Wednesday, July 18, 2012

News Flash!

Reprinted directly from WHEEL HOUSE on line magazine of MM&P 


The U.S.-flag maritime industry is reeling from last week’s news that the House 
Republican leadership pushed through legislation that will reduce the U.S.-flag 
share of PL 480 Food-for-Peace cargo from 75 percent to the pre-1985 level of 50 
percent. Supporters of our industry in Congress are calling for the repeal of 
the legislation. Individual mariners worry about what it means for their future 
job prospects. 

The shipment of food aid overseas on U.S.-flag vessels is responsible for 
approximately $520 million in U.S. household earnings and $2 billion in U.S. 
economic output. About 33,000 Americans are directly employed in the 
transportation of food aid cargoes from the point of production to those in need 

As reported in last week’s Wheelhouse Weekly, the attack on cargo preference 
took place as Senate and House negotiators wrapped up work on surface 
transportation legislation, when Republican Congressman Paul Ryan--House Budget 
Committee Chair--offered language that guts U.S.-flag cargo preference 
requirements as a way to help pay for the surface transportation bill. 

“This attack on the cargo preference program and the U.S.-flag merchant marine 
took place completely outside the rules and procedures that should govern 
Congressional actions,” said the MM&P International President. “There was no 
discussion about the impact that the reduction in U.S.-flag operations would 
have on the fleet, on our nation’s economy or on national security.”
There was also no opportunity for the Congressional Committees that have 
jurisdiction over the cargo preference statute to consider the proposal or vote 
on it. And there was no opportunity for the Department of Defense--which has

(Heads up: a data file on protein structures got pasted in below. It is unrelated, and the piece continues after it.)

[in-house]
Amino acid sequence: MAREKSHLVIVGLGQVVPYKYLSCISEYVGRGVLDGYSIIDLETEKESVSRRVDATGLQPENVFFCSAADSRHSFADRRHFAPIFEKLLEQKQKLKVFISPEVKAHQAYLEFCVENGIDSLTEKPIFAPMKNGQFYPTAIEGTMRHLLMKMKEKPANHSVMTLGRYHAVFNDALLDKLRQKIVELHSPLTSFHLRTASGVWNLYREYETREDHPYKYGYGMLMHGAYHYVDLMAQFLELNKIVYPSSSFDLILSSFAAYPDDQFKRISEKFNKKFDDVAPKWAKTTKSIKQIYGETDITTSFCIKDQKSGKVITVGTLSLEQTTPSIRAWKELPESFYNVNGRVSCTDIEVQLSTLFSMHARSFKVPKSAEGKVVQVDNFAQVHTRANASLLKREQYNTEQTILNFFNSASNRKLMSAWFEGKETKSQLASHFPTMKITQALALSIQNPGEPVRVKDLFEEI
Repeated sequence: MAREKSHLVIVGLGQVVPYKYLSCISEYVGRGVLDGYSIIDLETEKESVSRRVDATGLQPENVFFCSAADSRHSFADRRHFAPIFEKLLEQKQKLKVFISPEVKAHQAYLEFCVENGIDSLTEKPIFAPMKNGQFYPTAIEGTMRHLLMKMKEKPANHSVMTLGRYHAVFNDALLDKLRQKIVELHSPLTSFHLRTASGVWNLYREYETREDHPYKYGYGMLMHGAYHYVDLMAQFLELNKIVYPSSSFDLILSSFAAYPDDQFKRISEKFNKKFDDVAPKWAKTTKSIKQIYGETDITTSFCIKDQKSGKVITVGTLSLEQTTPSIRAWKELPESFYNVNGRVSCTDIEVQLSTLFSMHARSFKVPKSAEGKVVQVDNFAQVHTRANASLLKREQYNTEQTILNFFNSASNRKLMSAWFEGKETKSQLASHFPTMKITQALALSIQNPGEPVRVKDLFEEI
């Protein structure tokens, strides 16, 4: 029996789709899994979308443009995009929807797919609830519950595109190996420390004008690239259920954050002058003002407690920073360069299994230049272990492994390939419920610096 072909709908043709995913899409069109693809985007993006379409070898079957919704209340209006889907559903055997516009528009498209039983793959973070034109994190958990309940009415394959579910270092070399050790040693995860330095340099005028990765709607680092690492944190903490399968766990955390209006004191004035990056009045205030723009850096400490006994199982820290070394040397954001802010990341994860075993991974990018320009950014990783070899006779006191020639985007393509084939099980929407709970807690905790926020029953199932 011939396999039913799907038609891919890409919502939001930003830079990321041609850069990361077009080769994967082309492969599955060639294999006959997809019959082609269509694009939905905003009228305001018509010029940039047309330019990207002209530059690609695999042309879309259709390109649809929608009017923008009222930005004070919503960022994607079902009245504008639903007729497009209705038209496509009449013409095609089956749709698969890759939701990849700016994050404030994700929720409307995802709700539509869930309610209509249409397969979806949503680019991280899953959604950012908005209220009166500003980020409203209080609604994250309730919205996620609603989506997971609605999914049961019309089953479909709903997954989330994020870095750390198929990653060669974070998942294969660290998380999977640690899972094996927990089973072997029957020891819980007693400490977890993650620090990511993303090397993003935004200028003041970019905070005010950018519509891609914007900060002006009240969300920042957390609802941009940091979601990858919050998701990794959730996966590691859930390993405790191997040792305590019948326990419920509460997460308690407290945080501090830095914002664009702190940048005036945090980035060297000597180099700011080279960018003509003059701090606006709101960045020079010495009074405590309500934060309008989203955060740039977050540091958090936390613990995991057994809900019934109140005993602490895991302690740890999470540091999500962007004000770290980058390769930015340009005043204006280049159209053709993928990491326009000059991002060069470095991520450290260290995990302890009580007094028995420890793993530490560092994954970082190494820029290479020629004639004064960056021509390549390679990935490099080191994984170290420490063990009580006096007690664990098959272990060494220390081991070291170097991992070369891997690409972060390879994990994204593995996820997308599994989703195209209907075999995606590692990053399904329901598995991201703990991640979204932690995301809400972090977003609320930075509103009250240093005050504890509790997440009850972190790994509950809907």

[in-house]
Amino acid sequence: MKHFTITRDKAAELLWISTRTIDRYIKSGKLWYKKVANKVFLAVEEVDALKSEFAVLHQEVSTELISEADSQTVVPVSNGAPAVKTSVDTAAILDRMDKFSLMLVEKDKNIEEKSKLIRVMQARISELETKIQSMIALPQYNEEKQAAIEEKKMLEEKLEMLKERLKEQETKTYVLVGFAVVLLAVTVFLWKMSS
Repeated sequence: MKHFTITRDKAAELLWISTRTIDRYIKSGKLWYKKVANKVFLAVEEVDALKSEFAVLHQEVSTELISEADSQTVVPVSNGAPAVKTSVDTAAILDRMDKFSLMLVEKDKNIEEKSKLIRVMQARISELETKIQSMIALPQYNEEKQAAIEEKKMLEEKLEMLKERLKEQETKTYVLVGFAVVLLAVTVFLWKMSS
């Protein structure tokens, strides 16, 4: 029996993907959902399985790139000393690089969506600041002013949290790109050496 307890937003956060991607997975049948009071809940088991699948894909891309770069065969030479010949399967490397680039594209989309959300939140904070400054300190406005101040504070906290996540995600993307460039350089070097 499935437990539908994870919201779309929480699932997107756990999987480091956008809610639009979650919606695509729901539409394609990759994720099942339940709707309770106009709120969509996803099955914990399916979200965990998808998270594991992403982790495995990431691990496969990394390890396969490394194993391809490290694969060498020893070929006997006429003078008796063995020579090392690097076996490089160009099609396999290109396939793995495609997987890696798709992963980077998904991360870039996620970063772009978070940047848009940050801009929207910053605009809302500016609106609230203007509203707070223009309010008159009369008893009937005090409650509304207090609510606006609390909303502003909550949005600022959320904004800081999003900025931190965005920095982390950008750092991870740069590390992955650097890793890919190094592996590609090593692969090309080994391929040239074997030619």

consistently supported cargo preference as a means to help maintain a militarily 
useful U.S.-flag shipping capability--to express its views. “The U.S.-flag 
merchant marine and America’s maritime workforce deserve better,” the MM&P 
President said.   

In Congress, meanwhile, supporters of the U.S.-flag maritime industry called for 
repeal of the language that cuts cargo preference. This provision “has no 
business in this legislation and harms our maritime industry,” said Congressman 
Nick Rahall of West Virginia, Ranking Democrat on the Transportation and 
Infrastructure Committee. 

The provision that cuts cargo preference “should never have been included in 
this bill, and it should be immediately repealed,” said Maryland Democrat Elijah 
Cummings. “It is imperative that the maritime industries of the United States 
remain vibrant contributors to both our national security and economy,” said 
Congressman Rick Larsen of Washington State, lead Democrat on the House Coast 
Guard and Maritime Transportation Subcommittee. “This harmful provision does 
nothing to advance that mission.” 

“For MM&P and others in our industry, this attack on cargo preference 
requirements should serve as a call to action,” said the MM&P International 
President. “We must intensify our efforts to educate members of Congress about 
the importance of our industry through our maritime grassroots campaign. And 
every member of MM&P should get on board and support our union’s Political 
Contribution Fund so that we can help elect pro-maritime candidates.” 

To contribute to the PCF, go to 

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